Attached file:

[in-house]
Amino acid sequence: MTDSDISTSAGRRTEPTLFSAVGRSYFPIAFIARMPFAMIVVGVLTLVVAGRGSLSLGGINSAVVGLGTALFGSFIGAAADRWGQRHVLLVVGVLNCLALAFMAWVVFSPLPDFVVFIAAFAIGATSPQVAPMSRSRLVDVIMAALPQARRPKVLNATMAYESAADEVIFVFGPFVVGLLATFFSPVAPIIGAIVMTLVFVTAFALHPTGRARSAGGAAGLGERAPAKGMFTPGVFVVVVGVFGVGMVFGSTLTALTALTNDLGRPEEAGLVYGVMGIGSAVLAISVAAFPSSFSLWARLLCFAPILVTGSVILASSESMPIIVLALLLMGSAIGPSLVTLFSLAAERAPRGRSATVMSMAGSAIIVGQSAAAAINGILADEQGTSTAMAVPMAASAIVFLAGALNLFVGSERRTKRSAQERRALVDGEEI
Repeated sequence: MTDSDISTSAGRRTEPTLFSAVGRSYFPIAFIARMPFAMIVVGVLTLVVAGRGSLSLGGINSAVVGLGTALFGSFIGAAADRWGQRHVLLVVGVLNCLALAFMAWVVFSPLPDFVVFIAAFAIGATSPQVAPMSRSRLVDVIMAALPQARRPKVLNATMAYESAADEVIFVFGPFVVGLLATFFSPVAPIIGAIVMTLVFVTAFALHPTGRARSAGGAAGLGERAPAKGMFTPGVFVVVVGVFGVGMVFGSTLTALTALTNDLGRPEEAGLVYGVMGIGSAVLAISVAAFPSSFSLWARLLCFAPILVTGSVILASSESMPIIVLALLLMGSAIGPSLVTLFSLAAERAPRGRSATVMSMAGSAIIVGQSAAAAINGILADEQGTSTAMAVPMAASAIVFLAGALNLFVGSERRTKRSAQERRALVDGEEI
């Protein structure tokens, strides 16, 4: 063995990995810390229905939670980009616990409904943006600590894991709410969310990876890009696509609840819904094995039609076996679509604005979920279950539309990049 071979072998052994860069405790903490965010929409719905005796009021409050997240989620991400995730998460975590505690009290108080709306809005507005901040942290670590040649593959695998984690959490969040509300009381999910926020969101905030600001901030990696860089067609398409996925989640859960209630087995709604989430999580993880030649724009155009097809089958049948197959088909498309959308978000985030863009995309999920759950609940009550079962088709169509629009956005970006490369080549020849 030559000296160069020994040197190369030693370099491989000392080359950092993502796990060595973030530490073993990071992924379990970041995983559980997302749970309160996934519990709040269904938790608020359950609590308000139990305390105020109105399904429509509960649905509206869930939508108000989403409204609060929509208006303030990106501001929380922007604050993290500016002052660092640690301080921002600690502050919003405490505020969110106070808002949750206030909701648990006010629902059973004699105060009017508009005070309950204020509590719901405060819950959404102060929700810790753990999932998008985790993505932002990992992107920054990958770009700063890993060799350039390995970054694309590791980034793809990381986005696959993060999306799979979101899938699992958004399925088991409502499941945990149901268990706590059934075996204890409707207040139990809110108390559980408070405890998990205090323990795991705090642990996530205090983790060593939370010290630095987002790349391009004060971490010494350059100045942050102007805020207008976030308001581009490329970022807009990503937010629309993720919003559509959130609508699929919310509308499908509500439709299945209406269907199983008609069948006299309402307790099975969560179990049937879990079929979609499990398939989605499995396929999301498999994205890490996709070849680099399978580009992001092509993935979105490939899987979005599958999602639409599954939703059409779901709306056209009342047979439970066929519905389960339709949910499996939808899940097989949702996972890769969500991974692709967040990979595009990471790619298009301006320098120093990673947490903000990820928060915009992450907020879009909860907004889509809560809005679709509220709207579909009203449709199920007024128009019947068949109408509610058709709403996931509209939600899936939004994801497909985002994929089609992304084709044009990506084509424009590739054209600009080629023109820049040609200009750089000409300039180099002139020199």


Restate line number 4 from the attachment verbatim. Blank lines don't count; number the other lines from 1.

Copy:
């Protein structure tokens, strides 16, 4: 063995990995810390229905939670980009616990409904943006600590894991709410969310990876890009696509609840819904094995039609076996679509604005979920279950539309990049 071979072998052994860069405790903490965010929409719905005796009021409050997240989620991400995730998460975590505690009290108080709306809005507005901040942290670590040649593959695998984690959490969040509300009381999910926020969101905030600001901030990696860089067609398409996925989640859960209630087995709604989430999580993880030649724009155009097809089958049948197959088909498309959308978000985030863009995309999920759950609940009550079962088709169509629009956005970006490369080549020849 030559000296160069020994040197190369030693370099491989000392080359950092993502796990060595973030530490073993990071992924379990970041995983559980997302749970309160996934519990709040269904938790608020359950609590308000139990305390105020109105399904429509509960649905509206869930939508108000989403409204609060929509208006303030990106501001929380922007604050993290500016002052660092640690301080921002600690502050919003405490505020969110106070808002949750206030909701648990006010629902059973004699105060009017508009005070309950204020509590719901405060819950959404102060929700810790753990999932998008985790993505932002990992992107920054990958770009700063890993060799350039390995970054694309590791980034793809990381986005696959993060999306799979979101899938699992958004399925088991409502499941945990149901268990706590059934075996204890409707207040139990809110108390559980408070405890998990205090323990795991705090642990996530205090983790060593939370010290630095987002790349391009004060971490010494350059100045942050102007805020207008976030308001581009490329970022807009990503937010629309993720919003559509959130609508699929919310509308499908509500439709299945209406269907199983008609069948006299309402307790099975969560179990049937879990079929979609499990398939989605499995396929999301498999994205890490996709070849680099399978580009992001092509993935979105490939899987979005599958999602639409599954939703059409779901709306056209009342047979439970066929519905389960339709949910499996939808899940097989949702996972890769969500991974692709967040990979595009990471790619298009301006320098120093990673947490903000990820928060915009992450907020879009909860907004889509809560809005679709509220709207579909009203449709199920007024128009019947068949109408509610058709709403996931509209939600899936939004994801497909985002994929089609992304084709044009990506084509424009590739054209600009080629023109820049040609200009750089000409300039180099002139020199």